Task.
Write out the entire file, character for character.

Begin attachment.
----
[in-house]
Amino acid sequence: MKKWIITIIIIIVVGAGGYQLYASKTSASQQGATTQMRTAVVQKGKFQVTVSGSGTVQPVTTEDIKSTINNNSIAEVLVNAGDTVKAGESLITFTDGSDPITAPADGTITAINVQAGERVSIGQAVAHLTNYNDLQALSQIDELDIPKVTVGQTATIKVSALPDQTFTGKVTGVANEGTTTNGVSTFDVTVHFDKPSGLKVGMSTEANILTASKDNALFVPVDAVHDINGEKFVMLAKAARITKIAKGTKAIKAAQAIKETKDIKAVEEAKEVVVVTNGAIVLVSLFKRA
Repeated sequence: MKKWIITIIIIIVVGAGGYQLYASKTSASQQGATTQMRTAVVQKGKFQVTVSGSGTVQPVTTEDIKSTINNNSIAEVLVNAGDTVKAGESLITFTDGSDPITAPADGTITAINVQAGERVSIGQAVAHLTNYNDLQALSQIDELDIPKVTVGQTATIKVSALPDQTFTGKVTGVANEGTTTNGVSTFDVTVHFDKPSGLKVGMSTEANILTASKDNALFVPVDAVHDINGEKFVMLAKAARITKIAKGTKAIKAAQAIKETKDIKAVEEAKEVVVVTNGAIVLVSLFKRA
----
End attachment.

[in-house]
Amino acid sequence: MKKWIITIIIIIVVGAGGYQLYASKTSASQQGATTQMRTAVVQKGKFQVTVSGSGTVQPVTTEDIKSTINNNSIAEVLVNAGDTVKAGESLITFTDGSDPITAPADGTITAINVQAGERVSIGQAVAHLTNYNDLQALSQIDELDIPKVTVGQTATIKVSALPDQTFTGKVTGVANEGTTTNGVSTFDVTVHFDKPSGLKVGMSTEANILTASKDNALFVPVDAVHDINGEKFVMLAKAARITKIAKGTKAIKAAQAIKETKDIKAVEEAKEVVVVTNGAIVLVSLFKRA
Repeated sequence: MKKWIITIIIIIVVGAGGYQLYASKTSASQQGATTQMRTAVVQKGKFQVTVSGSGTVQPVTTEDIKSTINNNSIAEVLVNAGDTVKAGESLITFTDGSDPITAPADGTITAINVQAGERVSIGQAVAHLTNYNDLQALSQIDELDIPKVTVGQTATIKVSALPDQTFTGKVTGVANEGTTTNGVSTFDVTVHFDKPSGLKVGMSTEANILTASKDNALFVPVDAVHDINGEKFVMLAKAARITKIAKGTKAIKAAQAIKETKDIKAVEEAKEVVVVTNGAIVLVSLFKRA